“We're not shy to talk about wanting to win,” Farrell said. “We feel like we can be the best crew in the league and in the country. But I definitely think we also talk a lot internally about just getting better and feeling like we can drive improvement every day and every week. Because really, the goal along the way is to feel like we've asked highly of ourselves and have gotten as much out of our team as possible. There's an external drive to win, but then there's also an internal component motivating us to find out how good we can be."

The heavyweight team will go head-to-head against Northeastern at the Burk Cup in Princeton, N.J. on March 26. The months of April and May will see Penn take on many teams from the Ancient Eight. On the weekend of April 28, the Quakers will host Cornell, Oregon State, and Holy Cross in back-to-back race days on the Schuylkill River. After the EARC Sprints on May 14, the heavyweight team will race in the IRA National Championships alongside the other Penn crews.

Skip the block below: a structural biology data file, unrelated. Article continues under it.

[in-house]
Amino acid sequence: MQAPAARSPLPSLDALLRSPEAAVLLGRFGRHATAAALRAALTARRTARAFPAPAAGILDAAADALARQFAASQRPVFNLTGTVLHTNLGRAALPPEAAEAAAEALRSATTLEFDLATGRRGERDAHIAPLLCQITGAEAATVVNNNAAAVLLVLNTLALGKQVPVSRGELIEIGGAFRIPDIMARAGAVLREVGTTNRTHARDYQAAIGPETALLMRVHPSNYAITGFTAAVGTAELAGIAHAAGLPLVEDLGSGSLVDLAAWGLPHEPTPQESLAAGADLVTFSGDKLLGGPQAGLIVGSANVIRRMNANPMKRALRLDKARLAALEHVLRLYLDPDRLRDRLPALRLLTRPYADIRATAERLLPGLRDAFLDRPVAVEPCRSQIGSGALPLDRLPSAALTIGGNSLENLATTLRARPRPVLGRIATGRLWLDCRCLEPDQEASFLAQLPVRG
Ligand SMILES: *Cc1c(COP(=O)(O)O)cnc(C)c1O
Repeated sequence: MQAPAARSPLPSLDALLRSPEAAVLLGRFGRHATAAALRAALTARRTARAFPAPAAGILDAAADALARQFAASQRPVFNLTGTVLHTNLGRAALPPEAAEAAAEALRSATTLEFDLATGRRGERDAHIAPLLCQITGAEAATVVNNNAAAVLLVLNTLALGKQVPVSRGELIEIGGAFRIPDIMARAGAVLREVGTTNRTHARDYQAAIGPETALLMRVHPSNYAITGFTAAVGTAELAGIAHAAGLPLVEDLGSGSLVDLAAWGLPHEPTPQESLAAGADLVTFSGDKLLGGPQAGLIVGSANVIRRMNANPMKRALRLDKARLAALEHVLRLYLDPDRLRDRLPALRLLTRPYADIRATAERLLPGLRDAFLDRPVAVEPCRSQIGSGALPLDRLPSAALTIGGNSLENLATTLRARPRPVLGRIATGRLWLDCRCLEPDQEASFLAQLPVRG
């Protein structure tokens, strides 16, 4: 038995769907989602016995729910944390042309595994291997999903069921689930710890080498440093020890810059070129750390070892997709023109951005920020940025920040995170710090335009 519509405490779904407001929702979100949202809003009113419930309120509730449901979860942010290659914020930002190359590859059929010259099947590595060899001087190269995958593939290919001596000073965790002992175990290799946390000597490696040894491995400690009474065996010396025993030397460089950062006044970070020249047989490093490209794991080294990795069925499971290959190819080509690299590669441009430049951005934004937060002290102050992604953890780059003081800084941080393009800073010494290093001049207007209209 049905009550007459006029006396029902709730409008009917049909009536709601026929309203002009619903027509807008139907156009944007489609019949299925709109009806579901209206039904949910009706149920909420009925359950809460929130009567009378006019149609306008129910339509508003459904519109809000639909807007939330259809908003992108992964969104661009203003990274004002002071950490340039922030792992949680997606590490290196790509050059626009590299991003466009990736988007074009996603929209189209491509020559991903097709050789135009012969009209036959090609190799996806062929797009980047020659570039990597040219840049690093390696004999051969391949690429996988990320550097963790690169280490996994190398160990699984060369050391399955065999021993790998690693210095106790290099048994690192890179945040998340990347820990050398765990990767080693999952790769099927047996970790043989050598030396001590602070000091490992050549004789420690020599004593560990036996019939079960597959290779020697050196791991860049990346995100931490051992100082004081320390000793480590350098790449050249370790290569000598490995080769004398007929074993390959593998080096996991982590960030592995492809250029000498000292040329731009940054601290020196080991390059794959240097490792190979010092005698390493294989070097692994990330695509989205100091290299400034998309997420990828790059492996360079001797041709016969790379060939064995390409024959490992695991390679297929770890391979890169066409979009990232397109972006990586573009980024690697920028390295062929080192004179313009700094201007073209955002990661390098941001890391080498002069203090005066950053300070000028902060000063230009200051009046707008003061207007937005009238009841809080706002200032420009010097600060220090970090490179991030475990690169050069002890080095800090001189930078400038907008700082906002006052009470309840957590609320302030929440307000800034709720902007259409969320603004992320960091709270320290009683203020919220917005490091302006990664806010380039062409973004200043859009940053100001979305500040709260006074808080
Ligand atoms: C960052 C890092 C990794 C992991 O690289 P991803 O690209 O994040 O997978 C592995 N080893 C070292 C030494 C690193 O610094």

“We've set some team goals in terms of performance and standings based on what we’re trying to do,” Monte said. “The resounding theme has been wanting to go out and have our best performances when it matters most. We want to feel like we left it on the racecourse. We want to make sure that we're having our best performances at the Ivy League Championship and the National Championship. I think our singular focus is leaving it all out there and placing as high as we can. We can use our regular season races against Harvard, Yale, Princeton, to really try to hone our skills so that we can make sure that we are well-prepared to perform in the championships."

Both Penn men’s rowing teams are heavily focused on improving from their previous performances and building toward the end-of-season championship races. With a legacy of success, experienced coaching, and an inclination toward teamwork, the Quakers hope to grow and achieve their ambitious goals this spring.